ROBINSON: In case the world didn't come to an end ...
Published: Thursday, December 20, 2012 at 7:00 p.m.
Last Modified: Thursday, December 20, 2012 at 3:25 p.m.
If you're reading this, the Maya were wrong. Rather, they would have been wrong if they'd actually predicted the end of the world, which scholars are pretty sure they didn't.
On the other hand, if there's nobody around to thumb through the morning newspaper — if, indeed, there are no more scholars, newspapers, mornings or thumbs — then I guess it was a poor decision to spend Earth's final day in my office. I'd have regrets, except I'm pretty sure that no more world means no more second-guessing.
Assuming we're all still here: What is it that humans find so compelling about impending oblivion? We go out of our way to look for the most obscure and cryptic clues that The End is nigh. This month's scare — and many people, apparently, did convince themselves to be scared — is based on inscriptions carved into two Mayan ruins in Guatemala.
The Maya were obsessed with time, which they saw as moving in vast cycles. They developed a sophisticated and accurate calendar, and the inscriptions indicate they calculated that a major time cycle — and thus, some people have inferred, the world — would end on Dec. 21, 2012. In the world of doomsday anticipation, there's simply no better source of information than an ancient soothsayer. Anything written in hieroglyphics pretty much has to be true.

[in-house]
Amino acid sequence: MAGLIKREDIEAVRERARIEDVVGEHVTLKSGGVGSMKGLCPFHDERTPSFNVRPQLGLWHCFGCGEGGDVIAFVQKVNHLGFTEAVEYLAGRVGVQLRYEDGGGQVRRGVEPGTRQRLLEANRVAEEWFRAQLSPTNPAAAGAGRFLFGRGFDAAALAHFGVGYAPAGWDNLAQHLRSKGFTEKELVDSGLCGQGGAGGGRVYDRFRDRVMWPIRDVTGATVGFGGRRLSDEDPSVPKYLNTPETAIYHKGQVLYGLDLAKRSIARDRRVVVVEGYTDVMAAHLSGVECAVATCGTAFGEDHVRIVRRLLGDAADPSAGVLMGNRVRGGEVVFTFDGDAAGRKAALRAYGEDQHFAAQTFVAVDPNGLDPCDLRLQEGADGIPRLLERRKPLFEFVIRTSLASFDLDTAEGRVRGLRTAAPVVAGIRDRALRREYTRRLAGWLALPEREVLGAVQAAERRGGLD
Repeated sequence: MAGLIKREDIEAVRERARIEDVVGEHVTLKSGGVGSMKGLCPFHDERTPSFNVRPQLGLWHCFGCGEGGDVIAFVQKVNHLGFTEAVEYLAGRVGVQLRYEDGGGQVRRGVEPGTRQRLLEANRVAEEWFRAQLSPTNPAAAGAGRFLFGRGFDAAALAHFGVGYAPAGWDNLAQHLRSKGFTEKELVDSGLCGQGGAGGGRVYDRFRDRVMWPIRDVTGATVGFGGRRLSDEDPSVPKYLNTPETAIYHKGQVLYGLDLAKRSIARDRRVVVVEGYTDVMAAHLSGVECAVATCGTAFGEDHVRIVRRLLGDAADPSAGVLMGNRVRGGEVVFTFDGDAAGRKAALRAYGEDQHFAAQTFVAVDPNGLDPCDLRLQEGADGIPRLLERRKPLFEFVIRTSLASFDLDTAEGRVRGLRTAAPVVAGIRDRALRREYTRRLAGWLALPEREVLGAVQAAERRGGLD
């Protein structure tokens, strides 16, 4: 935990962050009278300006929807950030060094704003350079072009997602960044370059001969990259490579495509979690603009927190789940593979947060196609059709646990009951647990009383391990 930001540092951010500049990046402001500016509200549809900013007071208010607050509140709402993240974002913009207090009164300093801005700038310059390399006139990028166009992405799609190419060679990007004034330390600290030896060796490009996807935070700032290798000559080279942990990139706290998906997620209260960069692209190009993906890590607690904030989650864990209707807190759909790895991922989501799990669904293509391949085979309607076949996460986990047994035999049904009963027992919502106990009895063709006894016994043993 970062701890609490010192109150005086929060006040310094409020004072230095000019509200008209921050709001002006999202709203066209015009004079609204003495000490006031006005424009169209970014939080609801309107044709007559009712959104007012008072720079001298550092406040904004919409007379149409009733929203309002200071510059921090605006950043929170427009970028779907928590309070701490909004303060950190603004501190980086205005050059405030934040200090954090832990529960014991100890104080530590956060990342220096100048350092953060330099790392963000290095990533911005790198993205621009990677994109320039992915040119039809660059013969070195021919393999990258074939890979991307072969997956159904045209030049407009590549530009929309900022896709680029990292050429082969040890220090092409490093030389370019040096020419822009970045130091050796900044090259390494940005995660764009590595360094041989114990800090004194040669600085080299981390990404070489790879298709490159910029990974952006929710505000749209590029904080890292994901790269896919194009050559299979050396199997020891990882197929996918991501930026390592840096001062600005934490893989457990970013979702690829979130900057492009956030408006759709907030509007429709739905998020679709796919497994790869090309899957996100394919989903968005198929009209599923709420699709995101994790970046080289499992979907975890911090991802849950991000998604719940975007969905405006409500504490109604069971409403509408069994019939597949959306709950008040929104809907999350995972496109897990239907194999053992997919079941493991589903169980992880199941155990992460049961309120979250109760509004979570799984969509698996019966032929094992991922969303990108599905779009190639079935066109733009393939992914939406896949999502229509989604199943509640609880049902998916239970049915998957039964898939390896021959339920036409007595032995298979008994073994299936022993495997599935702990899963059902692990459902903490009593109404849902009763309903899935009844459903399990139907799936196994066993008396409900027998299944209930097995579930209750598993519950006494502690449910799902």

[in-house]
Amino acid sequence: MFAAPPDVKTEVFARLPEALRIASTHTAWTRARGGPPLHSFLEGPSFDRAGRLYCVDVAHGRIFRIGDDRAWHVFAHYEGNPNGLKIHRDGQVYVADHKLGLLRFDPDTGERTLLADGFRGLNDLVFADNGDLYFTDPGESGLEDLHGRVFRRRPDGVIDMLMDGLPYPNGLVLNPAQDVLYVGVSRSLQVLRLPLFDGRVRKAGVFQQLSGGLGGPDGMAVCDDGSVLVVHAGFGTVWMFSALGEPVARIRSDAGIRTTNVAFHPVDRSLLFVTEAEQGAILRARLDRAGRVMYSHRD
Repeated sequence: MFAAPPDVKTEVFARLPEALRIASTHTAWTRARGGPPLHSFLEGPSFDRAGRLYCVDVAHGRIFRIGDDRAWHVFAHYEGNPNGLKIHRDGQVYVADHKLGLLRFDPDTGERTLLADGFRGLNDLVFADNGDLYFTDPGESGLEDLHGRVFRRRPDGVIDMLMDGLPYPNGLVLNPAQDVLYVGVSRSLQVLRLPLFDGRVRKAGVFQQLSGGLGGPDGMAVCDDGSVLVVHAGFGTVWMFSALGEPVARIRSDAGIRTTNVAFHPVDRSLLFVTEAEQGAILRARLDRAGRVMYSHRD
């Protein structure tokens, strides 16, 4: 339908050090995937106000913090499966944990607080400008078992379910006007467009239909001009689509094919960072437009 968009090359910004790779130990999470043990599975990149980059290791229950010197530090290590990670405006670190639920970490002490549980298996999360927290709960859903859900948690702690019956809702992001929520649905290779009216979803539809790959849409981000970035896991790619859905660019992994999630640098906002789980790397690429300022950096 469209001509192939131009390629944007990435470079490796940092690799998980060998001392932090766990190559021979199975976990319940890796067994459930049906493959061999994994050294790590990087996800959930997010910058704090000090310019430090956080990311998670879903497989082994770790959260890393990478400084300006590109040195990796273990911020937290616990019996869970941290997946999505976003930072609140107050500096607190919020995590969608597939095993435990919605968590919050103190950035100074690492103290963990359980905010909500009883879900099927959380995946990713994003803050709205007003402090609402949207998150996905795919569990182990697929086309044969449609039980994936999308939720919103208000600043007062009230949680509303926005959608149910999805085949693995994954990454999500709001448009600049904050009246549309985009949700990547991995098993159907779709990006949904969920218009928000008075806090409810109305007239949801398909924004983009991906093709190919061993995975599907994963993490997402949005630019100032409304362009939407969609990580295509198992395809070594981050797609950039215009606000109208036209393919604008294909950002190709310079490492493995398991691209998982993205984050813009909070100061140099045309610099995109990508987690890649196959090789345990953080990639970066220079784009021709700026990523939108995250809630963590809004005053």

But according to experts, the inscriptions in question had nothing to do with cosmic fate and everything to do with local politics. David Stuart, director of the Mesoamerica Center at the University of Texas — and discoverer of one of the two Dec.
Happy New Bak'tun, everybody.
For the Last Days crowd, however, this was mere fine print. While present-day descendants of the Maya were unconcerned —
In Russia, there was so much hubbub over the Dec. 21
Poor Danny Glover plays the president; he dies when a
For world-enders of a New Age bent, much of the focus was on the village of Bugarach in the French Pyrenees. It happens that a famous local mountain — the Pic de Bugarach — is flat-topped, like the Devil's Tower in Wyoming, which was the setting for Stephen Spielberg's alien-encounter classic
This is the point at which I should quote some eminent psychologist who explains why Armageddon is such an enduring fantasy — why, to some people, the prospect of sudden and utter doom seems almost comforting. But I think my own theory is as good as any other: boredom. For most people, one day is pretty much like the next. What if something really big happened? What if I were there to see it? How awesome would that be? You're still with me, right? Hello? Anybody out there?
Eugene Robinson is a columnist for the Washington Post.
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